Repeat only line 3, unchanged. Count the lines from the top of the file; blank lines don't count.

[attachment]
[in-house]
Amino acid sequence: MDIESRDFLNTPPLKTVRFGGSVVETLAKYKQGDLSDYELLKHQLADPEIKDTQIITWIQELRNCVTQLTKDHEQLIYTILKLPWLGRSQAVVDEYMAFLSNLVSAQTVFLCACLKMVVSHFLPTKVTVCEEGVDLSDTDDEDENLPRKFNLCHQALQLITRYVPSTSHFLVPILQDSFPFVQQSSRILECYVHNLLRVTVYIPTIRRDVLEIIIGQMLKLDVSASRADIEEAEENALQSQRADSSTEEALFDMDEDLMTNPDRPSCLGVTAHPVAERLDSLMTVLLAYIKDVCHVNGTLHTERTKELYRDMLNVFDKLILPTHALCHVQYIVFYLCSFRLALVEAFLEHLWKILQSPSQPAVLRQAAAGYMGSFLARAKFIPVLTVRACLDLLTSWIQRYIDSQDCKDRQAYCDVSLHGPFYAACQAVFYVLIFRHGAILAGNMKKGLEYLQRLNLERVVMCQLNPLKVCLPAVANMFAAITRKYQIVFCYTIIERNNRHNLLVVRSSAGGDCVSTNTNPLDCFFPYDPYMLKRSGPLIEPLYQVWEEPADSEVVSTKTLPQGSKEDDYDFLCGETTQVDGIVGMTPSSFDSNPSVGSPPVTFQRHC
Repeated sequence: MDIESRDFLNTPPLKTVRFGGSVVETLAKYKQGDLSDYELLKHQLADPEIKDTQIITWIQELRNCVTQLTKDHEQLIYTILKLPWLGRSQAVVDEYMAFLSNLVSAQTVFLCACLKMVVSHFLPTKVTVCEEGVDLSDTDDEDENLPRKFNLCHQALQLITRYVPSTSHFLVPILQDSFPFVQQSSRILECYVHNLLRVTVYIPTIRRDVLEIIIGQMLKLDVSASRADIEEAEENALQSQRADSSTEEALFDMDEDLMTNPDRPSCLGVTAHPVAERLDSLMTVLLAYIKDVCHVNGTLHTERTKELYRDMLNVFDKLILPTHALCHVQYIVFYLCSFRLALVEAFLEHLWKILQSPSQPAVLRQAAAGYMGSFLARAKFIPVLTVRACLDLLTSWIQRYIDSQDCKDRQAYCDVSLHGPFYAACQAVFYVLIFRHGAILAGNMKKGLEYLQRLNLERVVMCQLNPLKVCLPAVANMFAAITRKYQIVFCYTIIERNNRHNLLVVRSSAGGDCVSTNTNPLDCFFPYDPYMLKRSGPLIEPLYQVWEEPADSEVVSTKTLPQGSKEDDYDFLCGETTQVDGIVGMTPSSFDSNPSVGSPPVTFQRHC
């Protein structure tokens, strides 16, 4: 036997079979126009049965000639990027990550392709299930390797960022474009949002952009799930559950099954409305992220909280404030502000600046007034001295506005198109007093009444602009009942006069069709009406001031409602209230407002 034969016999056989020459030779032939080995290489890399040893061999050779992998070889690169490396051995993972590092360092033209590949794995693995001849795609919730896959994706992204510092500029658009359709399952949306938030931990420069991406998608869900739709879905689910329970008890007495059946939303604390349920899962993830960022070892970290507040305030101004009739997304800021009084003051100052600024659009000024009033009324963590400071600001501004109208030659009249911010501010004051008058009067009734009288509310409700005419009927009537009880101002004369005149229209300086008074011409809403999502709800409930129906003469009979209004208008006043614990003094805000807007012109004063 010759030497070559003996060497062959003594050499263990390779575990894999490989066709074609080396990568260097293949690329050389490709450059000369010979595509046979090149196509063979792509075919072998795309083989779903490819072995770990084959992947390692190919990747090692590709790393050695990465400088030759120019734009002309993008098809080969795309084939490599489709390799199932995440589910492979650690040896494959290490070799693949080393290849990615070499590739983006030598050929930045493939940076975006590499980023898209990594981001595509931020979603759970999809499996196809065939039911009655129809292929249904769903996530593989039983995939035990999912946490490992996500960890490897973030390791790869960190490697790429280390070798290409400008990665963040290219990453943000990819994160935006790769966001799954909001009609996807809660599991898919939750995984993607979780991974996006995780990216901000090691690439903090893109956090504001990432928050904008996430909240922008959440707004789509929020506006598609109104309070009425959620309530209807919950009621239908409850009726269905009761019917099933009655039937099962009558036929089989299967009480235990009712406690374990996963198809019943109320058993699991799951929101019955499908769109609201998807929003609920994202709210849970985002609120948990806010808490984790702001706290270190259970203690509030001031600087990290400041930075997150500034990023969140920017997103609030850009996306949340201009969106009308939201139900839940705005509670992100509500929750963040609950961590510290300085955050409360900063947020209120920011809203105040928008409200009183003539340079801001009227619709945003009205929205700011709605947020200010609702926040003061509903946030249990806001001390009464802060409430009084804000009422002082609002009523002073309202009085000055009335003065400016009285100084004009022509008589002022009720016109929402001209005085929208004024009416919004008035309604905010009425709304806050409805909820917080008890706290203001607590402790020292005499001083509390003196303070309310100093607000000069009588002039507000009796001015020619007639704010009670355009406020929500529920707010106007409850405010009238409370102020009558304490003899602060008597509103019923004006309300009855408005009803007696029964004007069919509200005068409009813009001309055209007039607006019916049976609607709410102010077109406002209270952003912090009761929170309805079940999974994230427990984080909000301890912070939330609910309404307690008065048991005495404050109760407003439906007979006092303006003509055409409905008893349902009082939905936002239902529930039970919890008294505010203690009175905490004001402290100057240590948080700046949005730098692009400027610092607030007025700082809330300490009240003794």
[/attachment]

Repeated sequence: MDIESRDFLNTPPLKTVRFGGSVVETLAKYKQGDLSDYELLKHQLADPEIKDTQIITWIQELRNCVTQLTKDHEQLIYTILKLPWLGRSQAVVDEYMAFLSNLVSAQTVFLCACLKMVVSHFLPTKVTVCEEGVDLSDTDDEDENLPRKFNLCHQALQLITRYVPSTSHFLVPILQDSFPFVQQSSRILECYVHNLLRVTVYIPTIRRDVLEIIIGQMLKLDVSASRADIEEAEENALQSQRADSSTEEALFDMDEDLMTNPDRPSCLGVTAHPVAERLDSLMTVLLAYIKDVCHVNGTLHTERTKELYRDMLNVFDKLILPTHALCHVQYIVFYLCSFRLALVEAFLEHLWKILQSPSQPAVLRQAAAGYMGSFLARAKFIPVLTVRACLDLLTSWIQRYIDSQDCKDRQAYCDVSLHGPFYAACQAVFYVLIFRHGAILAGNMKKGLEYLQRLNLERVVMCQLNPLKVCLPAVANMFAAITRKYQIVFCYTIIERNNRHNLLVVRSSAGGDCVSTNTNPLDCFFPYDPYMLKRSGPLIEPLYQVWEEPADSEVVSTKTLPQGSKEDDYDFLCGETTQVDGIVGMTPSSFDSNPSVGSPPVTFQRHC